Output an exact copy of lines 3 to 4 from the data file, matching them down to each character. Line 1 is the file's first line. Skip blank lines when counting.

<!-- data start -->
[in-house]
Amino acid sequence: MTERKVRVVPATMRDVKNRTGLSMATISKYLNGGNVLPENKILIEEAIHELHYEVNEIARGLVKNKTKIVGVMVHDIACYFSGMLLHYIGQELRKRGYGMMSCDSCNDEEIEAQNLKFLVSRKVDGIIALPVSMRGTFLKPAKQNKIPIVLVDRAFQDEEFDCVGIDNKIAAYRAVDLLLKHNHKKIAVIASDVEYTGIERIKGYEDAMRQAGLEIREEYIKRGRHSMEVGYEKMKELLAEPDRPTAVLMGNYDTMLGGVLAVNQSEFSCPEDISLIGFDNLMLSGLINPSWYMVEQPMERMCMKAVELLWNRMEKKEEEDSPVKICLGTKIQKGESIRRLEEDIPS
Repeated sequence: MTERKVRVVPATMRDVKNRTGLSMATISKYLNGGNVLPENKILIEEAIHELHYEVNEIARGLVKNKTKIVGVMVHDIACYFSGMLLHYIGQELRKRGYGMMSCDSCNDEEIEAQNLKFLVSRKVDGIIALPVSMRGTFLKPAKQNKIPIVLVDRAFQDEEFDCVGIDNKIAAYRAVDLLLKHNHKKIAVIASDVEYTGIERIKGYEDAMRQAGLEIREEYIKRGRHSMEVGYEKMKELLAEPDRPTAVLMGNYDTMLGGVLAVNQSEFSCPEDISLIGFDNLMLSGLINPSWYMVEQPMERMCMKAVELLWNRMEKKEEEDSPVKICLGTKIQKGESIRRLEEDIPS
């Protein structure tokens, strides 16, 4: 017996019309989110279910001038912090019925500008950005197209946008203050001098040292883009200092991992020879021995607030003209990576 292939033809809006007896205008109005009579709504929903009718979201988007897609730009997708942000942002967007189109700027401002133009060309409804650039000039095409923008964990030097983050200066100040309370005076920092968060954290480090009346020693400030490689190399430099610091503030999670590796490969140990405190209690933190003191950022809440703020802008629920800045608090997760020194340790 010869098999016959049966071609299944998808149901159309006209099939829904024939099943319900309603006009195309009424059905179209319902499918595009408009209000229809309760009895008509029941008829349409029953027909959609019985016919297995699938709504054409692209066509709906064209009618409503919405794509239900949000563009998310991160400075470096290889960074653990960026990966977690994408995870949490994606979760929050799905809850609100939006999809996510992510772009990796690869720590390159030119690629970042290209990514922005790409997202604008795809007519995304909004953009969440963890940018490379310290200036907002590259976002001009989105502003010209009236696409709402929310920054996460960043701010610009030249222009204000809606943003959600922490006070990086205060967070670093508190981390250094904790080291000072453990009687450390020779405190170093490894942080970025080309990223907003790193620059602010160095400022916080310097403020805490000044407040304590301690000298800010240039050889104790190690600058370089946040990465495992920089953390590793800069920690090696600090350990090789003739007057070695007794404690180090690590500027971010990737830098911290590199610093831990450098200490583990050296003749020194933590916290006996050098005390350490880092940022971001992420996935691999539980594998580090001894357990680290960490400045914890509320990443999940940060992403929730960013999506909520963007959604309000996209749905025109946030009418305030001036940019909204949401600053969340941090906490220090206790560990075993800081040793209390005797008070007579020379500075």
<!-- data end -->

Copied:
Repeated sequence: MTERKVRVVPATMRDVKNRTGLSMATISKYLNGGNVLPENKILIEEAIHELHYEVNEIARGLVKNKTKIVGVMVHDIACYFSGMLLHYIGQELRKRGYGMMSCDSCNDEEIEAQNLKFLVSRKVDGIIALPVSMRGTFLKPAKQNKIPIVLVDRAFQDEEFDCVGIDNKIAAYRAVDLLLKHNHKKIAVIASDVEYTGIERIKGYEDAMRQAGLEIREEYIKRGRHSMEVGYEKMKELLAEPDRPTAVLMGNYDTMLGGVLAVNQSEFSCPEDISLIGFDNLMLSGLINPSWYMVEQPMERMCMKAVELLWNRMEKKEEEDSPVKICLGTKIQKGESIRRLEEDIPS
């Protein structure tokens, strides 16, 4: 017996019309989110279910001038912090019925500008950005197209946008203050001098040292883009200092991992020879021995607030003209990576 292939033809809006007896205008109005009579709504929903009718979201988007897609730009997708942000942002967007189109700027401002133009060309409804650039000039095409923008964990030097983050200066100040309370005076920092968060954290480090009346020693400030490689190399430099610091503030999670590796490969140990405190209690933190003191950022809440703020802008629920800045608090997760020194340790 010869098999016959049966071609299944998808149901159309006209099939829904024939099943319900309603006009195309009424059905179209319902499918595009408009209000229809309760009895008509029941008829349409029953027909959609019985016919297995699938709504054409692209066509709906064209009618409503919405794509239900949000563009998310991160400075470096290889960074653990960026990966977690994408995870949490994606979760929050799905809850609100939006999809996510992510772009990796690869720590390159030119690629970042290209990514922005790409997202604008795809007519995304909004953009969440963890940018490379310290200036907002590259976002001009989105502003010209009236696409709402929310920054996460960043701010610009030249222009204000809606943003959600922490006070990086205060967070670093508190981390250094904790080291000072453990009687450390020779405190170093490894942080970025080309990223907003790193620059602010160095400022916080310097403020805490000044407040304590301690000298800010240039050889104790190690600058370089946040990465495992920089953390590793800069920690090696600090350990090789003739007057070695007794404690180090690590500027971010990737830098911290590199610093831990450098200490583990050296003749020194933590916290006996050098005390350490880092940022971001992420996935691999539980594998580090001894357990680290960490400045914890509320990443999940940060992403929730960013999506909520963007959604309000996209749905025109946030009418305030001036940019909204949401600053969340941090906490220090206790560990075993800081040793209390005797008070007579020379500075």